The Southern Poverty Law Center today released its annual Year In Hate and Extremism report for 2016, quantifying the emboldenment of the radical right over the course of a year that saw Donald Trump lead a winning presidential campaign fueled by xenophobia and misogyny. As SPLC senior fellow Mark Potok puts it, "Trump's run for office electrified the radical right, which saw in him a champion of the idea that America is fundamentally a white man's country."

In addition to an interactive map that pin drops individual hate groups by state, the report breaks out some key statistics. Most significant, Polok says, was the nearly 200 percent increase in anti-Muslim hate groups: from 34 in 2015 to 101 in 2016. In addition to Trump's suggestions about a Muslim registry and active efforts to ban travel from majority-Muslim countries, SPLC posits the upsurge may have been driven by the mass murder at a night club in Orlando, Florida last summer, carried out by radical Islamist.

Close to 50 of the anti-Muslim groups are local chapters of ACT for America. Michael Flynn—Trump's disgraced and, now, former, security adviser—is apparently a member of the ACT board.

Overall, the number of hate groups increased about three percent nation-wide last year, from 892 in 2015 to 917 in 2016. That's about 100 fewer than the 2011 peak of 1,018. That year, the number had been rising steadily since 1999.

New York has one of the highest hate group counts, at 47, though Polok says the totals tend to track with population. Florida, California and Texas each have more than 50 groups, while North Dakota has one.

As the Washington Post notes, many of the groups that made the list openly denounce the label. "Our listings of hate groups have nothing to do with criminality or violence," Polok told Gothamist. "It's strictly about ideology."

SPLC also singled out several new groups that cropped up in 2016 that "were almost entirely focused on Trump and seemed to live off his candidacy." Among them is New York-based The Right Stuff, associated with an alt-right blog of the same name. The blog's founder, who goes by Mike Enoch online, was recently revealed to be a website developer named Mike Peinovich. As Enoch, Slate details how Peinovich often discussed deporting Muslims and African Americans, and killing Jews.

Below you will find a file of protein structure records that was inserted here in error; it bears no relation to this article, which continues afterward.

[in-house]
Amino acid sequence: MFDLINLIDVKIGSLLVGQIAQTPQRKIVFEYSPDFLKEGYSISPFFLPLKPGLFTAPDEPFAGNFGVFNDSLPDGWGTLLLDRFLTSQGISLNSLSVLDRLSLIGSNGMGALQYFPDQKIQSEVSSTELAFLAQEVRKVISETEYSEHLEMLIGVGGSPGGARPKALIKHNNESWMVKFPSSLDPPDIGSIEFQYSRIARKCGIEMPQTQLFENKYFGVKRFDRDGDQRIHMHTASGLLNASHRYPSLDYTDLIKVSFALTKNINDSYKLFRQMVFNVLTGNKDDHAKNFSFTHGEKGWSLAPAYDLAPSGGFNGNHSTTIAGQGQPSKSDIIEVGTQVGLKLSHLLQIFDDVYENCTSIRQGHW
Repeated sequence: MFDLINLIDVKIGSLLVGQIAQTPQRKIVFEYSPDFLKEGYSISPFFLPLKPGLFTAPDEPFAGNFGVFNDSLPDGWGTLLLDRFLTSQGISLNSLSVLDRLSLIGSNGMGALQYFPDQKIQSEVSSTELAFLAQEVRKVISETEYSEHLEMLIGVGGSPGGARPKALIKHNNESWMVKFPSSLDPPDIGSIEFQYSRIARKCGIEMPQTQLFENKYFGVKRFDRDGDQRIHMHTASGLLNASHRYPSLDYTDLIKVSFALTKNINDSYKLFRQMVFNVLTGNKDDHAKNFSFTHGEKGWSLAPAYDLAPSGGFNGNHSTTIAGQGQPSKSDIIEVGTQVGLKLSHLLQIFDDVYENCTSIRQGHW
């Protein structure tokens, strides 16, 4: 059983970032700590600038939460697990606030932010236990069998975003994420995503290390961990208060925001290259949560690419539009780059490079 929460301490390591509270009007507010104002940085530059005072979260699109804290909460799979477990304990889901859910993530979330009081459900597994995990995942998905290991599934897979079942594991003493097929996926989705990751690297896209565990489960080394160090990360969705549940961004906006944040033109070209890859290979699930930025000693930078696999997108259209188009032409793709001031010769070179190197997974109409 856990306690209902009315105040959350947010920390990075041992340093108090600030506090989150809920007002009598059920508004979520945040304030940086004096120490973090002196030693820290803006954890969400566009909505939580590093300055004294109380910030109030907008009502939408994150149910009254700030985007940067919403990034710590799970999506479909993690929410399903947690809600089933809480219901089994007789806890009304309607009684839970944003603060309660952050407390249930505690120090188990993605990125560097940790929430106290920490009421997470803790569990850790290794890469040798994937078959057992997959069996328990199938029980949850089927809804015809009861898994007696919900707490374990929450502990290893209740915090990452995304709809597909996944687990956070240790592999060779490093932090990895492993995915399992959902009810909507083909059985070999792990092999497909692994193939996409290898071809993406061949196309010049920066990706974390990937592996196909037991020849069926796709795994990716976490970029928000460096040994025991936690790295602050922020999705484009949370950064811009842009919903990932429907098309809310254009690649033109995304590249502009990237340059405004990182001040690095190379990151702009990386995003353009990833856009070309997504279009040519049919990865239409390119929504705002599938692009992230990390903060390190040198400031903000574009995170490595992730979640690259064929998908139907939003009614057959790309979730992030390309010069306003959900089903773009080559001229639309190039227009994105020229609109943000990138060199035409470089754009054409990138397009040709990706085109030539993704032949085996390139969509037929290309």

Peinovich's followers reportedly learned his identity last month, and were shocked to learn that his wife is Jewish. Soon afterwards, apparently to re-confirm his alt-right views, Peinovich crashed Shia LaBeouf's (recently nixed) anti-Trump live stream project outside the Queens Museum.

SPLC also posits that their count doesn't account for the full scale and reach of hate groups in America, since so much activity takes place online these days. Dylann Roof, who was convicted last year of killing nine black people inside of a church in Charleston, South Carolina, developed his white supremacism on the internet.

There was a drop in hate group rallies last year, with most taking place in the immediate aftermath of the presidential election. "There hardly seemed a reason to organize their own rallies," Potok posits, "when extremists could attend a Trump event filled with just as much establishment vitriol as any extremist rally."

Also today, the New York City Commission on Human Rights announced a 60 percent increase in discrimination complaints in 2016. The commission also filed 883 cases in 2016, up from 824 the year before.

"While we believe the rise in xenophobic rhetoric on the national level is likely a contributing factor to the increase in discrimination reports in NYC, the Commission additionally has made great strides over the last year to ensure that vulnerable communities across the city understand their rights and recognize the Commission as a venue for justice," said spokesman Seth Hoy.